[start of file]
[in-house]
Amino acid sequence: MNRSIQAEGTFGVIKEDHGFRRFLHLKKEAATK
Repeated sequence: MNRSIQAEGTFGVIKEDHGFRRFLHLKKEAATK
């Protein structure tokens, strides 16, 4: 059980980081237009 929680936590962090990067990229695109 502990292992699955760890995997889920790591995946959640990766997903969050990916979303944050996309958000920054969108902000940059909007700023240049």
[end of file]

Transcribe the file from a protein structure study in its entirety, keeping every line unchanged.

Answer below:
[in-house]
Amino acid sequence: MNRSIQAEGTFGVIKEDHGFRRFLHLKKEAATK
Repeated sequence: MNRSIQAEGTFGVIKEDHGFRRFLHLKKEAATK
């Protein structure tokens, strides 16, 4: 059980980081237009 929680936590962090990067990229695109 502990292992699955760890995997889920790591995946959640990766997903969050990916979303944050996309958000920054969108902000940059909007700023240049």